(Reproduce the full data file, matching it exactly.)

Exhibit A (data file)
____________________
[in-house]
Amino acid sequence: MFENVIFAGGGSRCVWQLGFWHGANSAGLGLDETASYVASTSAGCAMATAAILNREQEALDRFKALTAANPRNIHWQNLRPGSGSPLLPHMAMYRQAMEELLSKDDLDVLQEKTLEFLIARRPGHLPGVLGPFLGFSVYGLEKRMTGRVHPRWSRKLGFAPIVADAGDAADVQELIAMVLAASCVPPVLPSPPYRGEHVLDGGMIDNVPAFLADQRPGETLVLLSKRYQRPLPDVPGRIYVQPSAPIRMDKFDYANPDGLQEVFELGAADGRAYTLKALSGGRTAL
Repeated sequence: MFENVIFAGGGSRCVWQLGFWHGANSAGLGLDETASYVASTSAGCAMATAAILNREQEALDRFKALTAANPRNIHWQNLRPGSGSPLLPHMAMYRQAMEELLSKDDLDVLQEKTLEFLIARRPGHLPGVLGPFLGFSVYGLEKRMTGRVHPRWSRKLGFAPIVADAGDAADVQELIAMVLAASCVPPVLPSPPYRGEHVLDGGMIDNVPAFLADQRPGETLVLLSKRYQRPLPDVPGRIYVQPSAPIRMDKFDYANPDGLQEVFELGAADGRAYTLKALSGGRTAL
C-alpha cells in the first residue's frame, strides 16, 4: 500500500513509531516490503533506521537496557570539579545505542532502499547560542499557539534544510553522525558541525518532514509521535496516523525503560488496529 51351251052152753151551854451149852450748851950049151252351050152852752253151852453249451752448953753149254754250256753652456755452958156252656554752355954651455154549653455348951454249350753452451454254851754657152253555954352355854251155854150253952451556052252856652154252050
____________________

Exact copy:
[in-house]
Amino acid sequence: MFENVIFAGGGSRCVWQLGFWHGANSAGLGLDETASYVASTSAGCAMATAAILNREQEALDRFKALTAANPRNIHWQNLRPGSGSPLLPHMAMYRQAMEELLSKDDLDVLQEKTLEFLIARRPGHLPGVLGPFLGFSVYGLEKRMTGRVHPRWSRKLGFAPIVADAGDAADVQELIAMVLAASCVPPVLPSPPYRGEHVLDGGMIDNVPAFLADQRPGETLVLLSKRYQRPLPDVPGRIYVQPSAPIRMDKFDYANPDGLQEVFELGAADGRAYTLKALSGGRTAL
Repeated sequence: MFENVIFAGGGSRCVWQLGFWHGANSAGLGLDETASYVASTSAGCAMATAAILNREQEALDRFKALTAANPRNIHWQNLRPGSGSPLLPHMAMYRQAMEELLSKDDLDVLQEKTLEFLIARRPGHLPGVLGPFLGFSVYGLEKRMTGRVHPRWSRKLGFAPIVADAGDAADVQELIAMVLAASCVPPVLPSPPYRGEHVLDGGMIDNVPAFLADQRPGETLVLLSKRYQRPLPDVPGRIYVQPSAPIRMDKFDYANPDGLQEVFELGAADGRAYTLKALSGGRTAL
C-alpha cells in the first residue's frame, strides 16, 4: 500500500513509531516490503533506521537496557570539579545505542532502499547560542499557539534544510553522525558541525518532514509521535496516523525503560488496529 51351251052152753151551854451149852450748851950049151252351050152852752253151852453249451752448953753149254754250256753652456755452958156252656554752355954651455154549653455348951454249350753452451454254851754657152253555954352355854251155854150253952451556052252856652154252050